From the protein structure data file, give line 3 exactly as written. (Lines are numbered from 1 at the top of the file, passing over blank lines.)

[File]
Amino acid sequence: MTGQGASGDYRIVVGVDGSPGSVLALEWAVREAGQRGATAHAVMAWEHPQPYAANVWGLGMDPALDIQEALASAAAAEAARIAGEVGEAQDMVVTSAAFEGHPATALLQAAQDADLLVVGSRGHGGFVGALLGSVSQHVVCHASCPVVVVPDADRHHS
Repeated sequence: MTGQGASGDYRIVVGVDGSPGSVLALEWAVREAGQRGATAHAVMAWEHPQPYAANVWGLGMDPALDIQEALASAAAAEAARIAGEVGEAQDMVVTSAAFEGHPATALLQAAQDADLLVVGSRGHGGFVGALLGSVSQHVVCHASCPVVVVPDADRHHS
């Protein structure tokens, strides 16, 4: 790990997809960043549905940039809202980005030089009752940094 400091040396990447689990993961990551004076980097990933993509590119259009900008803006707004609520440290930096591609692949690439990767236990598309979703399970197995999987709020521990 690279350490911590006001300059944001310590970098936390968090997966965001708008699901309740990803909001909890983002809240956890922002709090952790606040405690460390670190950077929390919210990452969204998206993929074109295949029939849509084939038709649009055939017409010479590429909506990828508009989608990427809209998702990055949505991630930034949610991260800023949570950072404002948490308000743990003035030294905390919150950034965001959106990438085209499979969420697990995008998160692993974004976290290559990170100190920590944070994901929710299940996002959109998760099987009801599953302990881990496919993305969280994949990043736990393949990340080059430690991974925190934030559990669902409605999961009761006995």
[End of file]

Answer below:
């Protein structure tokens, strides 16, 4: 790990997809960043549905940039809202980005030089009752940094 400091040396990447689990993961990551004076980097990933993509590119259009900008803006707004609520440290930096591609692949690439990767236990598309979703399970197995999987709020521990 690279350490911590006001300059944001310590970098936390968090997966965001708008699901309740990803909001909890983002809240956890922002709090952790606040405690460390670190950077929390919210990452969204998206993929074109295949029939849509084939038709649009055939017409010479590429909506990828508009989608990427809209998702990055949505991630930034949610991260800023949570950072404002948490308000743990003035030294905390919150950034965001959106990438085209499979969420697990995008998160692993974004976290290559990170100190920590944070994901929710299940996002959109998760099987009801599953302990881990496919993305969280994949990043736990393949990340080059430690991974925190934030559990669902409605999961009761006995």